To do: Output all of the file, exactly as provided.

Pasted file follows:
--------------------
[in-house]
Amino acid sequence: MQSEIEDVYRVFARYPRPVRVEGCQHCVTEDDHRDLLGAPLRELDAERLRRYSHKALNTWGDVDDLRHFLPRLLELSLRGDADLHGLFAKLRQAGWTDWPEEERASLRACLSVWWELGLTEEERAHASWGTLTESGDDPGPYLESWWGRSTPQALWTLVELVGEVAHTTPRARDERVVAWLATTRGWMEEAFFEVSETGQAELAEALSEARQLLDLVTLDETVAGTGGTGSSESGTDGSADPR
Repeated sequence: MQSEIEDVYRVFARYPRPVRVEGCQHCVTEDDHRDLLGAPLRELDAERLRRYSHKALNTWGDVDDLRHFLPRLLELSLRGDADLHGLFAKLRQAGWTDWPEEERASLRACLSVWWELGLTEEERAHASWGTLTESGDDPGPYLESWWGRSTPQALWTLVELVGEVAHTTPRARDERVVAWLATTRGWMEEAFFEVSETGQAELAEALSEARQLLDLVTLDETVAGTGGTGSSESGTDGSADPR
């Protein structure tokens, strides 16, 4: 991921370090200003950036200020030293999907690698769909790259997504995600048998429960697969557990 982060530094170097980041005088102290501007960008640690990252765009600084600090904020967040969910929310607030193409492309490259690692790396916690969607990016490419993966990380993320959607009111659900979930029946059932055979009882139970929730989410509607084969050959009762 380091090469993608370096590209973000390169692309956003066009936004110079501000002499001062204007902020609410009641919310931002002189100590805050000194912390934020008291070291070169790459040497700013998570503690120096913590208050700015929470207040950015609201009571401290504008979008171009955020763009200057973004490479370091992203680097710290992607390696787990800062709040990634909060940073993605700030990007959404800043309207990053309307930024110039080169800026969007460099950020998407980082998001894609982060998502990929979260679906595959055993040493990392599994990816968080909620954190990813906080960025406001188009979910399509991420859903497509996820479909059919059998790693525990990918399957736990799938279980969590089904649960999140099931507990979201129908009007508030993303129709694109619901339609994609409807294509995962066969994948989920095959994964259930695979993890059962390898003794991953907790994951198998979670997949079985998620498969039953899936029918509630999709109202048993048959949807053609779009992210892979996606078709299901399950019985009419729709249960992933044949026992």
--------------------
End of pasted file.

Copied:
[in-house]
Amino acid sequence: MQSEIEDVYRVFARYPRPVRVEGCQHCVTEDDHRDLLGAPLRELDAERLRRYSHKALNTWGDVDDLRHFLPRLLELSLRGDADLHGLFAKLRQAGWTDWPEEERASLRACLSVWWELGLTEEERAHASWGTLTESGDDPGPYLESWWGRSTPQALWTLVELVGEVAHTTPRARDERVVAWLATTRGWMEEAFFEVSETGQAELAEALSEARQLLDLVTLDETVAGTGGTGSSESGTDGSADPR
Repeated sequence: MQSEIEDVYRVFARYPRPVRVEGCQHCVTEDDHRDLLGAPLRELDAERLRRYSHKALNTWGDVDDLRHFLPRLLELSLRGDADLHGLFAKLRQAGWTDWPEEERASLRACLSVWWELGLTEEERAHASWGTLTESGDDPGPYLESWWGRSTPQALWTLVELVGEVAHTTPRARDERVVAWLATTRGWMEEAFFEVSETGQAELAEALSEARQLLDLVTLDETVAGTGGTGSSESGTDGSADPR
């Protein structure tokens, strides 16, 4: 991921370090200003950036200020030293999907690698769909790259997504995600048998429960697969557990 982060530094170097980041005088102290501007960008640690990252765009600084600090904020967040969910929310607030193409492309490259690692790396916690969607990016490419993966990380993320959607009111659900979930029946059932055979009882139970929730989410509607084969050959009762 380091090469993608370096590209973000390169692309956003066009936004110079501000002499001062204007902020609410009641919310931002002189100590805050000194912390934020008291070291070169790459040497700013998570503690120096913590208050700015929470207040950015609201009571401290504008979008171009955020763009200057973004490479370091992203680097710290992607390696787990800062709040990634909060940073993605700030990007959404800043309207990053309307930024110039080169800026969007460099950020998407980082998001894609982060998502990929979260679906595959055993040493990392599994990816968080909620954190990813906080960025406001188009979910399509991420859903497509996820479909059919059998790693525990990918399957736990799938279980969590089904649960999140099931507990979201129908009007508030993303129709694109619901339609994609409807294509995962066969994948989920095959994964259930695979993890059962390898003794991953907790994951198998979670997949079985998620498969039953899936029918509630999709109202048993048959949807053609779009992210892979996606078709299901399950019985009419729709249960992933044949026992």